Two years ago this month, a large oil pipeline carrying thick oil from the tar sands of Canada to Michigan ruptured, sending nearly a million gallons of the gooey crude into the Kalamazoo River, resulting in the most costly pipeline disaster in US history. And only now are we starting to learn what really happened that day, July 25th, 2010. Lisa Song was one of the reporters from Inside Climate News who investigated the Kalamazoo disaster.
SONG: The spill occurred near the community of Marshall, Michigan, in southwestern area of the state, and in this part of the state there’s a major river called the Kalamazoo River that flows by the community. And there’s also a pipeline, an oil pipeline called 6B, that’s buried underground in a wetland area near the river.
So, at about 6 p.m. on the 25th of July, the company, which is called Enbridge, they had a control room in Alberta that was monitoring everything going on with the pipeline. And they had started to take the pipeline offline for some routine work when an alarm went off in the control room.
When the first alarm went off, there was basically confusion, you know, they were discussing the situation and more alarms went off and the operators basically thought there was a large bubble somewhere in the pipeline, and they thought that’s what was causing the alarms and the different pressure drops. It wasn’t until after 11 a.m. the next morning that a local Michigan utilities employee saw crude oil in a creek and he called the Enbridge emergency line. So that’s how the company found out.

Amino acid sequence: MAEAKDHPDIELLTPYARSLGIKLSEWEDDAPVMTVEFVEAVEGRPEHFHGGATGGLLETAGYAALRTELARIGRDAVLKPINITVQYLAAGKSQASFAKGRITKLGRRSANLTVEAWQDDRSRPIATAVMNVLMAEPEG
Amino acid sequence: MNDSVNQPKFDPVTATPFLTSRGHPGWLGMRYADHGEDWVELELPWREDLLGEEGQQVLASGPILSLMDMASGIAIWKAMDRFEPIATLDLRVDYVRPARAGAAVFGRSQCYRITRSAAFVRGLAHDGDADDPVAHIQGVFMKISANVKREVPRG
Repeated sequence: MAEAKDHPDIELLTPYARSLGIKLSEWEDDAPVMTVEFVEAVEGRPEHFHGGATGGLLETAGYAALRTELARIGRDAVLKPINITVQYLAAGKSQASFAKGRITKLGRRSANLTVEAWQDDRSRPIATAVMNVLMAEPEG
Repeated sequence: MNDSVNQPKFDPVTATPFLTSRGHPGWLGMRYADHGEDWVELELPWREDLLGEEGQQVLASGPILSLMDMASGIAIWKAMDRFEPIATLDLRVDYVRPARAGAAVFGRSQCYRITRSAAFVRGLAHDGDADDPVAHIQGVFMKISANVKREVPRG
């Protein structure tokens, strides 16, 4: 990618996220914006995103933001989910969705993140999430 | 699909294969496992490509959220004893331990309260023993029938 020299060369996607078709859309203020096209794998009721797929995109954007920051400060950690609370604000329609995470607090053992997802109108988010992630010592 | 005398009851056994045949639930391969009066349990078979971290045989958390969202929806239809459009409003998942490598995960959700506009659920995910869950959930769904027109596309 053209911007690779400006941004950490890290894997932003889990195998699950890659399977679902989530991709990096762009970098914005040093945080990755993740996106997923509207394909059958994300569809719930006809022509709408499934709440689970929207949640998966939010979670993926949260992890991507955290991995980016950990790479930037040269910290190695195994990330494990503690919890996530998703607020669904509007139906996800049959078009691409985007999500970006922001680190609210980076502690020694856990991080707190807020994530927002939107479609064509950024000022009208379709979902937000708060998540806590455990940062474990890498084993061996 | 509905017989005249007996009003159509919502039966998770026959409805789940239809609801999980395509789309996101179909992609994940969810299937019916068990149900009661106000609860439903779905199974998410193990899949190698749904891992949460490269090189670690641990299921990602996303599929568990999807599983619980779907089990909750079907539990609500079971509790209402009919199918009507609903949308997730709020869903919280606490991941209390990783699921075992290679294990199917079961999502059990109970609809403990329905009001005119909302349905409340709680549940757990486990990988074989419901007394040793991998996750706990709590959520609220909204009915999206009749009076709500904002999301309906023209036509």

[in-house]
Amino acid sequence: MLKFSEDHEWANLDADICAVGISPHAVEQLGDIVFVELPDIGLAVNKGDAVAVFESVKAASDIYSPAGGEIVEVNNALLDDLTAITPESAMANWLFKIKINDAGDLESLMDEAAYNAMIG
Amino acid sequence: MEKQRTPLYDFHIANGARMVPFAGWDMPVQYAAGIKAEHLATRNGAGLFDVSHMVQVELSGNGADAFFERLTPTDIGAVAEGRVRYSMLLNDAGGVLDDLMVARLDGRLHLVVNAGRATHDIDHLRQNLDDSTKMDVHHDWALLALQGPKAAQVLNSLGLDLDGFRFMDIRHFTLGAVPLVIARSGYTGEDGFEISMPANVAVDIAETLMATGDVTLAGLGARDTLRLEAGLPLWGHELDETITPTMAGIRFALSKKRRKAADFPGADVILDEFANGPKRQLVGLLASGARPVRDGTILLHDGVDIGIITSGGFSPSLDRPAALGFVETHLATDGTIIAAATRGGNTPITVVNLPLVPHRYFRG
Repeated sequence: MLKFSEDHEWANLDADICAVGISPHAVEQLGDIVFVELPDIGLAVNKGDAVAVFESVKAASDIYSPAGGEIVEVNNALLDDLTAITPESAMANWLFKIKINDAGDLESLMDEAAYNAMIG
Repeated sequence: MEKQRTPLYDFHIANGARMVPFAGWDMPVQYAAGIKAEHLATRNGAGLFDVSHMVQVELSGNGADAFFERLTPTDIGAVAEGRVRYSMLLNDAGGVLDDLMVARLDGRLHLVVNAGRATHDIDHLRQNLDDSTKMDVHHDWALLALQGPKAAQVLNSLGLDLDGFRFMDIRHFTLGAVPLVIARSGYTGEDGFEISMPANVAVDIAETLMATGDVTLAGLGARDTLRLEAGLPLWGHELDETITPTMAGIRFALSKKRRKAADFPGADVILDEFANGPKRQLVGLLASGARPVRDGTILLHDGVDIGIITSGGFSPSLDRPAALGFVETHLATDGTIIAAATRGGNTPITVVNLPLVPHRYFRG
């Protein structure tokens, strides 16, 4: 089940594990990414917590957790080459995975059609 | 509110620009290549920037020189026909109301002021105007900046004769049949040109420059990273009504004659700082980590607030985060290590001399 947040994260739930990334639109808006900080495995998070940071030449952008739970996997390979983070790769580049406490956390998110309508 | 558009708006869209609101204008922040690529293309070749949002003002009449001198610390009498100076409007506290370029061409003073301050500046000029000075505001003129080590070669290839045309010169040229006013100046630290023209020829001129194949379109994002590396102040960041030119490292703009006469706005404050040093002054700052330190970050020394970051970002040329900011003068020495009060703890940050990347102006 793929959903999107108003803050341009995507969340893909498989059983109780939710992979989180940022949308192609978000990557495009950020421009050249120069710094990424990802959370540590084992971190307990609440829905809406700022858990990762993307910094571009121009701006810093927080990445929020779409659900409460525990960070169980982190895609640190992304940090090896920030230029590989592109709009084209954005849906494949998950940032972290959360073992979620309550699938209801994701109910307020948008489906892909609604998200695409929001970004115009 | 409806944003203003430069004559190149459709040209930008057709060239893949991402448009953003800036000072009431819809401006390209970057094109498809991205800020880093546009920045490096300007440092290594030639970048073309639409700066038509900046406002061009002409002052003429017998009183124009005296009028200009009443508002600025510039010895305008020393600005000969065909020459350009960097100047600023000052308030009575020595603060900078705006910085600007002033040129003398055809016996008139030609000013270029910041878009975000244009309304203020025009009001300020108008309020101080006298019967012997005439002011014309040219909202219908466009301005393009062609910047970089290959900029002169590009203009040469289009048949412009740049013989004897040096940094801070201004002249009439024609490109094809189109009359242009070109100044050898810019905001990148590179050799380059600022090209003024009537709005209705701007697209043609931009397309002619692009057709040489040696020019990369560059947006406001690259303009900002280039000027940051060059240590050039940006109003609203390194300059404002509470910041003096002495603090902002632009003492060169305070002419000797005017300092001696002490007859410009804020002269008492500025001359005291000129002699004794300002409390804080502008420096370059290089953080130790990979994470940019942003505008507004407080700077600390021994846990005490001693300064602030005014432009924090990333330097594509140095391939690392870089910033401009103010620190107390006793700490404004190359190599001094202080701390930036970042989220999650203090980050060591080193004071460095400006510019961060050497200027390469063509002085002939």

GELLERMAN: So Lisa, how can it be that you’ve got alarm bells going off in Edmonton headquarters, and it turns out it’s a random utility worker in Michigan who’s gotta say, "hey you’ve got a rupture in the pipeline"?
SONG: That’s just what happened. The Federal Department of Transportation actually just fined Enbridge $3.7 million dollars and as part of that fine they listed 22 probable violations that happened relating to the spill. And several of those are about what happened in the control room.
GELLERMAN: So this thing gushed out for 18 hours before somebody accidentally found out that there was a hole in the pipeline.